David Bardsley talks about his project, “The Art of Production,” during a past showcase night at Lumen High School.  					Tim Lyke photo
David Bardsley talks about his project, “The Art of Production,” during a past showcase night at Lumen High School. Tim Lyke photo

     Ripon’s four charter schools are neither fish nor fowl.

     They are semi-autonomous institutions who have their own governance councils yet are financially beholden to the Ripon Area School Board. ...

     As creatures of the Ripon Area School Board, the charters are dependent on elected board members for their very existence ... For this reason, board members’ informal decision — expressed at its Feb. 20 meeting — to align the charter schools’ contract expiration dates with each other is misguided.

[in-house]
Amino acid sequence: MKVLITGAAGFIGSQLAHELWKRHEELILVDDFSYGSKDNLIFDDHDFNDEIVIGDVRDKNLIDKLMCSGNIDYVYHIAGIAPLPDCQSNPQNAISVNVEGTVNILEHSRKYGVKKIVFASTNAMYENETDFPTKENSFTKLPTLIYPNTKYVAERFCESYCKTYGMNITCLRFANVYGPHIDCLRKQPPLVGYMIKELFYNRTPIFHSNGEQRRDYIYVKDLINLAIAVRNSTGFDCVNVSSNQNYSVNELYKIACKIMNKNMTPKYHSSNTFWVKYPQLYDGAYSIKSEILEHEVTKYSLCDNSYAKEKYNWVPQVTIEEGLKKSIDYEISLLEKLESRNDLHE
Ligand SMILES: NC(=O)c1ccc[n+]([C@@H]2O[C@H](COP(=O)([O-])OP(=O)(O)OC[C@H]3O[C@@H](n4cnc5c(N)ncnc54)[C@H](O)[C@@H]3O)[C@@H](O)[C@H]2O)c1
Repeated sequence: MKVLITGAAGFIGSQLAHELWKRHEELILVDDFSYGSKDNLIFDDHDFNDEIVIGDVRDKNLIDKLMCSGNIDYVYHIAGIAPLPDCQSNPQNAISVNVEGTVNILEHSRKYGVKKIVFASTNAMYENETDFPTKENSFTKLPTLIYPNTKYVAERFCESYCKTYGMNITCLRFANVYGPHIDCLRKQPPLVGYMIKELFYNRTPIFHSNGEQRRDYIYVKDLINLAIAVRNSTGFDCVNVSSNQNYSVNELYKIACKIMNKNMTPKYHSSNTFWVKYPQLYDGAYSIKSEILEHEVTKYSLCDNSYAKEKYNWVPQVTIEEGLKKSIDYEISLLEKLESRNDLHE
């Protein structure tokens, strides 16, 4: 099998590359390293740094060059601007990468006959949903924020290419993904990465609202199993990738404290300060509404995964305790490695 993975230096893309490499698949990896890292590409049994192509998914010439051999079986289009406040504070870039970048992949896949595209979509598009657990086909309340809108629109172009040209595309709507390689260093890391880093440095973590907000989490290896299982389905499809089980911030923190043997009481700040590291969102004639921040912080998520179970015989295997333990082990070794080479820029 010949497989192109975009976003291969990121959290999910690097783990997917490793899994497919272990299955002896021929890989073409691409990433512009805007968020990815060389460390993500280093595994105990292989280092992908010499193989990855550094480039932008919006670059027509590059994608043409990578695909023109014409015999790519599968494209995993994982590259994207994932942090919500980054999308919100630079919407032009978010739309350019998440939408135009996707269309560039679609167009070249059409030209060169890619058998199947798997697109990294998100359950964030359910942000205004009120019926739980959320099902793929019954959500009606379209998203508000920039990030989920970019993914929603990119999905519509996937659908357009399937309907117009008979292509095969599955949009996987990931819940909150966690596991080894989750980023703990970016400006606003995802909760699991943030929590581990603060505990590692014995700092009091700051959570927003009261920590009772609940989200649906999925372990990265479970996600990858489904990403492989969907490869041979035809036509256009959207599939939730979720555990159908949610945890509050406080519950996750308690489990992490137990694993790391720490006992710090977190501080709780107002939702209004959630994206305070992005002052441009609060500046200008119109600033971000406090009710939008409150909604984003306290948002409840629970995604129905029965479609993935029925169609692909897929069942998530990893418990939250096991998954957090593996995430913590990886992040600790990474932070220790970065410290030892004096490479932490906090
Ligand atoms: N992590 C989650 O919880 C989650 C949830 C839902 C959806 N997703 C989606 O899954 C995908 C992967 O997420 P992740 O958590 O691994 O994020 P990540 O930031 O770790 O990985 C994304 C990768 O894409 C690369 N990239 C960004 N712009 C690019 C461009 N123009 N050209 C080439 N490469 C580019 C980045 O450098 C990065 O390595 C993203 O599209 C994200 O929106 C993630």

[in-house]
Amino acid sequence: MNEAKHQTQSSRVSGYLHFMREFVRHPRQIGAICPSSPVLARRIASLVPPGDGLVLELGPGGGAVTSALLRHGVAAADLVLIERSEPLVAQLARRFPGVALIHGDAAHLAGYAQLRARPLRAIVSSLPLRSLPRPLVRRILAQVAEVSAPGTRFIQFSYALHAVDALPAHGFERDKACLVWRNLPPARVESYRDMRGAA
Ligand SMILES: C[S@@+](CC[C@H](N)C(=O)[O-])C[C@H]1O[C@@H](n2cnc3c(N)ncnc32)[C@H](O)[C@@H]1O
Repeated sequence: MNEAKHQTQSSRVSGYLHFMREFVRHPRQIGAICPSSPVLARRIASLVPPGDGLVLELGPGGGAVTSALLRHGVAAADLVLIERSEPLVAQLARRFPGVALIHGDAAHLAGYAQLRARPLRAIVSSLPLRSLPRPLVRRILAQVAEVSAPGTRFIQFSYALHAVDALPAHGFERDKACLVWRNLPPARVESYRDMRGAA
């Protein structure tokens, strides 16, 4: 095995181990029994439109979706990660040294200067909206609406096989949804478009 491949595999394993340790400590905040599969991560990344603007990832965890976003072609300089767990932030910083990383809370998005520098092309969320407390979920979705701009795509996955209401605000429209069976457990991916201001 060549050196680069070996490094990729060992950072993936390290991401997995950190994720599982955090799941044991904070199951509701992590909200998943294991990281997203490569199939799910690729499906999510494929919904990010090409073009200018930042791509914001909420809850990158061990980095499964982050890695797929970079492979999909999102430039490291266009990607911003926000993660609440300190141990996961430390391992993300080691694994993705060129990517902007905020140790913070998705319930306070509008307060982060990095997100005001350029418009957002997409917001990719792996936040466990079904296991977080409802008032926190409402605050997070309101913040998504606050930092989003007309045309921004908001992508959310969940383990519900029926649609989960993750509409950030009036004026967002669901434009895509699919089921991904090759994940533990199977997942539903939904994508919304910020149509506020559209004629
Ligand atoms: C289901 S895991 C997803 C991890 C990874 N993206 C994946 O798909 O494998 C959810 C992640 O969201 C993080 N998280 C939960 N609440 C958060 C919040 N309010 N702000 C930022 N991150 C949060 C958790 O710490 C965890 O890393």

... The board would like to have all the schools’ contracts expire when Quest’s contract comes due.

    ...Board President David Scott on Feb. 20 said the board will be able “to deal with [the four contracts] as a unit, rather than one there, one there, one there.” ...

     Should the board take on the heavy task of evaluating the schools en masse, it is far more likely to lose the trees through the forest. Rather than give all four schools a cursory review, the board should scrutinize each one’s progress toward achieving contracted goals, identifying unique challenges, recognizing successes, formulating new benchmarks and viewing the schools vis a vis their legacy counterparts (charter exceptionalism is less heroic if its legacy version is sub-standard).  

     For this reason, the board owes it to the schools to review each contract individually, during staggered years, so that it can provide the rigorous oversight each requires and deserves. ...
                                   — Tim Lyke

     To read the entire editorial, see the March 16, 2017 edition of The Ripon Commonwealth Press.